Over the centuries of pilgrimage to that site, a tradition of hospitality has grown up. Houses along the way would open themselves to the weary pilgrims on the road. The cockle shell evokes the dish that symbolizes that hospitality, coquilles St. Jacques.
Hospitality, the receiving of visitors, as we say at welcome and announcements every week, is a priority for us and should be for any UU congregation. It is a holy practice. It is a recognition of the inherent worth and dignity of every person. It is also flatly opposed to the immigration policy of the current administration.
We are all travelers on a common road, and as I say when we welcome new members, joining a church is not like marriage where you pledge loyalty unto death. It is rather an agreement to share the road awhile. And at our new member ceremony I sing
It’s a pleasure to know you
A pleasure to see you smile
A comfort to know
We’ll share the road awhile
Pleasure is fleeting
Comforts are far between
It’s a pleasure to know you
And the comforts you bring.
How can we practice better hospitality to the people of summer who come to visit us? I am inspired to ask this question by the fact that one of our regular summer visitors has just offered to share with the financial leadership of the Meeting House his expertise and experience with a successful turnaround of the fortunes of the church he attends off-Cape. This is a practical bit of wisdom-sharing, but it makes me wonder what other riches we might find if we could set up a means to bring them to light.
My memory is not the best, but I find myself recognizing visitors to the Meeting House who come to Chatham for a week or two in the summer and make a regular habit of stopping by to join us in Sunday worship. And I wonder, what more could we be doing to welcome them and to get to know them? And it occurred to me that with current technology we could at least offer some kind of year-round connection.
At least we could put folks on the e-distribution list for the Friday bulletin and the monthly newsletter. I already post text copies and sometimes video copies of sermons online, and I’m hoping to soon move to a form which is more user-friendly: podcasts, where you can listen to a sermon in the car as you do your errands. Imagine picking up your dry cleaning and taking your dog to be groomed in Hartford or Westchester while having the voice of Chatham ringing in your ears!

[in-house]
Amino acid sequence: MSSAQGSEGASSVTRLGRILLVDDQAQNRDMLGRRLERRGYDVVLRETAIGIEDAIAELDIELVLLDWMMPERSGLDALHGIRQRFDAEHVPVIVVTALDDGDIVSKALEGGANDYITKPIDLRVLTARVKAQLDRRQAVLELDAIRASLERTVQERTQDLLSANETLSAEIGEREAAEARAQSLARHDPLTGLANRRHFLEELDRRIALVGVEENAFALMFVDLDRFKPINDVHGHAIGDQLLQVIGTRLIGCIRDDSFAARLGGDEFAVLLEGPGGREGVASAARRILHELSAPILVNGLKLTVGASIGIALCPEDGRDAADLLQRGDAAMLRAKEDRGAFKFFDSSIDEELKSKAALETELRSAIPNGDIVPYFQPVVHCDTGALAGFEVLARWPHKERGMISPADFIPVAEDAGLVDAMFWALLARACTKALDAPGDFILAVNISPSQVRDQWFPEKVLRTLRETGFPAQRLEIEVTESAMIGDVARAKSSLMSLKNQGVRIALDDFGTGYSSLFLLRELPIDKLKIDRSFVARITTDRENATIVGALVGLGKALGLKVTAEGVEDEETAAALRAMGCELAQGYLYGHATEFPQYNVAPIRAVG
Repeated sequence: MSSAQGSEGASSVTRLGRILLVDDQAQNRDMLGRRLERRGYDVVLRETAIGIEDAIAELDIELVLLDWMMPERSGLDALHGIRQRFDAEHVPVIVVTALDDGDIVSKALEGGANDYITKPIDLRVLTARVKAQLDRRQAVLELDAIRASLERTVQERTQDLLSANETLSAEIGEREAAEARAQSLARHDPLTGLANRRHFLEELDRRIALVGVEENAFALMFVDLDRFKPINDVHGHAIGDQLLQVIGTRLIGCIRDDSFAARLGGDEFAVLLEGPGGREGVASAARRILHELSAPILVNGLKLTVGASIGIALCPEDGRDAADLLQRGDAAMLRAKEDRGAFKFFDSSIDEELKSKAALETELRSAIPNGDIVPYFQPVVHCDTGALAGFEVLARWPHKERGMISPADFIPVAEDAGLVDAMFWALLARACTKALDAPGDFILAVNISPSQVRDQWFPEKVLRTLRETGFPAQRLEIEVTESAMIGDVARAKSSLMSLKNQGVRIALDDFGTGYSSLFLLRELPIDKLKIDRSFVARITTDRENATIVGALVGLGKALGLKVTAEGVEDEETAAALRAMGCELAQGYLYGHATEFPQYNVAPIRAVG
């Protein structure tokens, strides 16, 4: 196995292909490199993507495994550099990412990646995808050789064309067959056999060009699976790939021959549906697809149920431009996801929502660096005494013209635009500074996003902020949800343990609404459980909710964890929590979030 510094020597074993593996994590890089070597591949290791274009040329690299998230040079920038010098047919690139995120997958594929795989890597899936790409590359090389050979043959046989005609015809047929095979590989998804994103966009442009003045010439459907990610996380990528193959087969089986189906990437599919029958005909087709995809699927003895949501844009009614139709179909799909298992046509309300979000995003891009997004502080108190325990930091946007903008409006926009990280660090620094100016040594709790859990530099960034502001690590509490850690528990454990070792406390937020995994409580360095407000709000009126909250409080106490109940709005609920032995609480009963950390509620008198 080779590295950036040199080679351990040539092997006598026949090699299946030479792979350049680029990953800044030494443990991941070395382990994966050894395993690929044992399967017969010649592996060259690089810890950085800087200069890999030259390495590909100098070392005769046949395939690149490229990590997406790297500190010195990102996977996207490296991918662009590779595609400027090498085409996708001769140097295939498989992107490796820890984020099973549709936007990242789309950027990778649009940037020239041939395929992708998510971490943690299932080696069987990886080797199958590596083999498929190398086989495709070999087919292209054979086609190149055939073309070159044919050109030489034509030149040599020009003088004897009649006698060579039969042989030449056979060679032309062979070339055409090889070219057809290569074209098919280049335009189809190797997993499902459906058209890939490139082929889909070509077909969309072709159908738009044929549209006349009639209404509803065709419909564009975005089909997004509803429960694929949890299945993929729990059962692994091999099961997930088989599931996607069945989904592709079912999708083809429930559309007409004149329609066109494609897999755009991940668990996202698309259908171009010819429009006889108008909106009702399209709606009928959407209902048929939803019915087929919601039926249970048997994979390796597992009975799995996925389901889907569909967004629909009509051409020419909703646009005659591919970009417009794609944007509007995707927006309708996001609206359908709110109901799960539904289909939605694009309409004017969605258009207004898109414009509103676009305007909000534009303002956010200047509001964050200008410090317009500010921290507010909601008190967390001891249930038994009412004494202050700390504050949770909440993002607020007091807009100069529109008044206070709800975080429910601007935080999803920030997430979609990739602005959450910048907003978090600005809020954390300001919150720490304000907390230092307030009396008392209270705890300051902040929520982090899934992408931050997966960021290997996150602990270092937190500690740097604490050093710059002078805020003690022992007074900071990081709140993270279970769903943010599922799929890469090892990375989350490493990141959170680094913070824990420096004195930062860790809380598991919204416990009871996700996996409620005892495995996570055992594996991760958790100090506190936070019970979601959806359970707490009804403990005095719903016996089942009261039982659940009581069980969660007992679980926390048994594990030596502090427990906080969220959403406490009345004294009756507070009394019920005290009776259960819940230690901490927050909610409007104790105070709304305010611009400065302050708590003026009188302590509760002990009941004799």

But I’d hope it could be a two-way exchange. I’d like for the summer visitors to get to know some of our year-round members and vice versa. How many of you walk out of a funeral or memorial service saying, “I didn’t know that about her; I wish I’d gotten to know her better.” Could we set up some mechanism where we could get to know one another so that when the summer visitor walks physically in the door of the Meeting House for the one or two annual visits there will be people who not only know your name but know that you had a great trip to Ireland three months ago, or just published a book on antique cars?
How about creating a chat forum for sharing solutions that have worked on common church problems? I’m not just talking about length of announcements or Joys and Concerns or whether you can clap for a kid’s musical performance. I’m talking about the uncomfortable conversations around racism and whether the national UUA is being effective in its leadership on this issue. I’m talking about how we stand up for our deepest UU values when they are under assault on multiple fronts in the current political climate without descending into partisan sniping. I’m talking about how we bridge the yawning fissures in our political and cultural life without abandoning our values or our love for all people.
Of course, not all summer visitors here identify as UUs or belong to a congregation back home. It is part of our commitment to hospitality and inclusion, however, that you are accepted as one of us, or one of UUS, for the hour you are here. Many of the conversations which need to happen do not need any denominational label.
Now this all may be pie in the sky, or a pipe dream. I recognize that when Cape Cod’s summer visitors return to your homes out there in America, you resume lives which may be full to the brim with friends, family, activities, obligations, culture and even careers. Perhaps a closer connection to one little corner of their Cape Cod summer experience is not desirable to most. But if there were only a few, and it didn’t cost the Meeting House significantly in time, money or resources, I’d like to try some sort of outreach or inclusion program.
Maybe this is chutzpah on my part. The miniature golf courses you play on, the clam shacks you eat at, the fishing piers you visit, the summer stock plays you see, the whale watch boats and airplane rides and bike trails, the band concerts and sunsets and bed and breakfasts don’t ask you to remember them or stay involved. The experiences of Cape Cod summer will just float up in your memory and bring a smile to your face without requiring any further effort. You don’t even have to catalogue your photos, your computer will do it for you. And after all, unless you have a real “in,” you have probably already paid a pretty penny for those experiences.
I guess I want not only for our year-round members to see our summer visitors as real people but for the people of summer to recognize that we have an ongoing existence when they are not visiting.